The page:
Originally founded by martial arts champion and Taoist yoga teacher, Paulie Zink, yin yoga is a restorative practice consisting of various seated and supine poses that generally target the hips, pelvis, and lower spine. Yin yoga is characterized by extended holds of postures that typically range from 2-5 minutes to allow the connective tissue to be stressed appropriately. Props such as bolsters, blocks, or blankets are often used in the practice to aid the practitioner in staying more comfortable for the longer duration of a pose and to keep the muscles relaxed. This introduction will help you get to know all the ins and outs of how long to hold yin yoga poses.


How Long to Hold Yin Yoga Poses For

While most yin yoga classes involve 2-5 minute holds, learning to listen to your body will help you find the appropriate length of time for you. As a baseline, beginners may benefit from starting with 1-3 minutes, while advanced practitioners may aim for 5 minutes or more — even up to 10, 20, or 25 minutes! The 3-minute mark, however, might provide some of the primary benefits of yin yoga.

Holding yin yoga poses for 3+ minutes:

As yin teacher Dina Amsterdam explains, “It’s around the 3-minute mark that synovial fluid, our joints’ natural lube, is stimulated and released into the connective tissues being worked, making them more supple and agile.” These longer holds of yin yoga poses not only allow this physical change to occur, but provide other mental and emotional benefits such as:

  • Improved focus: Yin yoga provides an almost meditative quality as you settle into each pose and maintain your focus on the experience. This leads to improved concentration which can benefit your actual meditation practice.
  • Reduced stress: In today’s busy world, there are not many opportunities to be still. Yin yoga poses allow you find that stillness and quiet as you melt and relax into each pose. You will leave the practice feeling less stressed and more refreshed.
  • Reduced pain: Because this practice helps restore the body, it can help alleviate pain as you release and ease tension in the muscles and lubricate the ligaments and joints.
  • Heightened self-awareness: The extended holds in yin yoga give us the time and space to explore our feelings and emotions as they come up in each pose. They also allow us to get to know our body better as we make continuous adjustments for our anatomical needs and find our personal edge in each pose.
  • Increased range of motion: Taking care of the connective tissue around the joints allows you to relieve joint stress and safely open them to their healthy limits.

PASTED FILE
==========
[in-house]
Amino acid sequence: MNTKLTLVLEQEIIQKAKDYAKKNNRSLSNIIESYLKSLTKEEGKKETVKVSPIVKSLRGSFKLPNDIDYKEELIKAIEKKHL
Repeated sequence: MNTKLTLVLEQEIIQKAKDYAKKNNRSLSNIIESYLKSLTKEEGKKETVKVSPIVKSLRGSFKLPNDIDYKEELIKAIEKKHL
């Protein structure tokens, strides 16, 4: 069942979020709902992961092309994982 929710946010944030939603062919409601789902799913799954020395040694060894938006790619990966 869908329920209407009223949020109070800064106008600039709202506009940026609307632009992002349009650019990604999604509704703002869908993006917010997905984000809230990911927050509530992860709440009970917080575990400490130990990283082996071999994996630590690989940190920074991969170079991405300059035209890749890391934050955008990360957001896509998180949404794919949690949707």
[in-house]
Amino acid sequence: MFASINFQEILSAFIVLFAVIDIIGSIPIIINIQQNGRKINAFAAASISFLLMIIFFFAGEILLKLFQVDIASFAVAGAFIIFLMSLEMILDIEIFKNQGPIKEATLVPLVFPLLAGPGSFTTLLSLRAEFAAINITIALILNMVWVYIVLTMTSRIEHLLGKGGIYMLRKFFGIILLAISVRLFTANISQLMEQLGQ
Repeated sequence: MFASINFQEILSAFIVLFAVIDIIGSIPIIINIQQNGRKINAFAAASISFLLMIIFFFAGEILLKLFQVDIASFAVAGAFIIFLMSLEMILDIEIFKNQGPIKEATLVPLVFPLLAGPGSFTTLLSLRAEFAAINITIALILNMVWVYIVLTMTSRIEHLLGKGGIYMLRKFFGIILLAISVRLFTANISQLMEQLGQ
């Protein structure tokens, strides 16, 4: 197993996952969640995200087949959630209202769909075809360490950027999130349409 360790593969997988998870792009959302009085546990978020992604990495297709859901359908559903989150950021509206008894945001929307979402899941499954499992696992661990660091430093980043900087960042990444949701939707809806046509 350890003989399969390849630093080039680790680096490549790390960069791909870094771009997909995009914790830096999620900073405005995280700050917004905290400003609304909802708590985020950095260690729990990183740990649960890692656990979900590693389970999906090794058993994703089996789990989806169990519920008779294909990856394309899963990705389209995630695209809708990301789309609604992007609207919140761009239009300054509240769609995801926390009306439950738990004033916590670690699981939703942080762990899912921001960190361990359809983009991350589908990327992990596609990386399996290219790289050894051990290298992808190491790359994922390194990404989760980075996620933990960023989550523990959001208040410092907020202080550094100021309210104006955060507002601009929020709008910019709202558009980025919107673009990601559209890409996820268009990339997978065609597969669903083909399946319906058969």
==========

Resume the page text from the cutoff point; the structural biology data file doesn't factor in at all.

Holding yin yoga poses for under 3 minutes:

There are instances when you might find yourself needing a shorter hold of yin yoga poses, especially as a beginner. These common experiences are worth paying attention to in your practice:

  • Emotional discomfort: Holding yin poses for longer periods of time can bring up many physical sensations in the body, and as a result, many emotional reactions as well. A goal of the yin practice is to eventually learn how to sit with these uncomfortable emotions, but it might feel overwhelming in the beginning stages of your practice.
  • Your practice style: Yin yoga requires a delicate balance of feeling sensation, but not going beyond your limits. It is about finding your own physical and emotional edges in the pose. Holding a pose for an extended time just for the sake of competition or pushing the body harder is not the goal of a yin practice. If you are used to always practicing with intensity, or even not challenging yourself at all, a shorter hold can help you learn how to navigate the balance between the two.
  • Your individual anatomy: Each body is different in its structure, which will determine which poses are easier or more challenging and how long a hold should be. Some people may find release in a shorter amount of time, while others may require longer.

Ready to try yin yoga? Alo Moves‘ Yin Yoga Experience with Jonah Kest and Yin for the Hips with Josh Kramer are great classes to explore this practice. For some individual yin yoga poses, be sure to check out these poses for your chakras.

Cindy Duke
Author

Cindy is a freelance writer living in the San Francisco Bay Area with her husband and two pets. After completing her undergraduate studies in English education at Chico State University, and her graduate studies in middle level education at Walden University, she spent eleven years as a middle school English teacher and instructional coach. When she began to struggle with her physical and mental health, she became passionate about learning how to take care of her body and mind. Eight years since starting that journey, she has studied at the Institute for Integrative Nutrition, become certified in both PiYo and CIZE formats, left the teaching profession, pursued her dream of writing, and developed a deep love of yoga. When she’s not reading, writing, cooking, or watching the San Francisco Giants play, you can find her rolling out her mat to practice her favorite style of yoga: yin.

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